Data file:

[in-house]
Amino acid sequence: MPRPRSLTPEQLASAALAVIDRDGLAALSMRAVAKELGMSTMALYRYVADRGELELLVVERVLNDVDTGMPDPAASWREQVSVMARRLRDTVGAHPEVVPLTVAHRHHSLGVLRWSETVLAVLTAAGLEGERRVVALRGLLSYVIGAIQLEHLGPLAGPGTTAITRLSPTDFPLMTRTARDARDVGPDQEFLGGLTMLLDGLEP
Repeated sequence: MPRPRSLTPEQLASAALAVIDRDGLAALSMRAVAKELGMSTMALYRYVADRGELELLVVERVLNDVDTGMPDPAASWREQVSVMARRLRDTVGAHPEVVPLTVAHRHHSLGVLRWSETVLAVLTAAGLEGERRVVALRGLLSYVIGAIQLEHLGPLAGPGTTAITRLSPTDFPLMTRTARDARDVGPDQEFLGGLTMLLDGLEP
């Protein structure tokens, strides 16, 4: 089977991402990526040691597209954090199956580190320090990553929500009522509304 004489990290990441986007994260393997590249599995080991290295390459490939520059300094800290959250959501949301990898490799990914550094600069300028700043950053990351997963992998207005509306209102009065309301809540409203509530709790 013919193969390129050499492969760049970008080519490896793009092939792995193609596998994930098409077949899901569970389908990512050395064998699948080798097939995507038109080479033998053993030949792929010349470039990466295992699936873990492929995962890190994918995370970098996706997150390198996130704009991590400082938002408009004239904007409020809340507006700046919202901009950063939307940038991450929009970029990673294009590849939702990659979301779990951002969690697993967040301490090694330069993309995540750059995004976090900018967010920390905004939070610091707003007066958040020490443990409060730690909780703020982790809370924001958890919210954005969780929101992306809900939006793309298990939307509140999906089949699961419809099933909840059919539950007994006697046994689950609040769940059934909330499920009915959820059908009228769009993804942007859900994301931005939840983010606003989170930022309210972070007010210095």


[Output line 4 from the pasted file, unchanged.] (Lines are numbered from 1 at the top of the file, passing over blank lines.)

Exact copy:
């Protein structure tokens, strides 16, 4: 089977991402990526040691597209954090199956580190320090990553929500009522509304 004489990290990441986007994260393997590249599995080991290295390459490939520059300094800290959250959501949301990898490799990914550094600069300028700043950053990351997963992998207005509306209102009065309301809540409203509530709790 013919193969390129050499492969760049970008080519490896793009092939792995193609596998994930098409077949899901569970389908990512050395064998699948080798097939995507038109080479033998053993030949792929010349470039990466295992699936873990492929995962890190994918995370970098996706997150390198996130704009991590400082938002408009004239904007409020809340507006700046919202901009950063939307940038991450929009970029990673294009590849939702990659979301779990951002969690697993967040301490090694330069993309995540750059995004976090900018967010920390905004939070610091707003007066958040020490443990409060730690909780703020982790809370924001958890919210954005969780929101992306809900939006793309298990939307509140999906089949699961419809099933909840059919539950007994006697046994689950609040769940059934909330499920009915959820059908009228769009993804942007859900994301931005939840983010606003989170930022309210972070007010210095």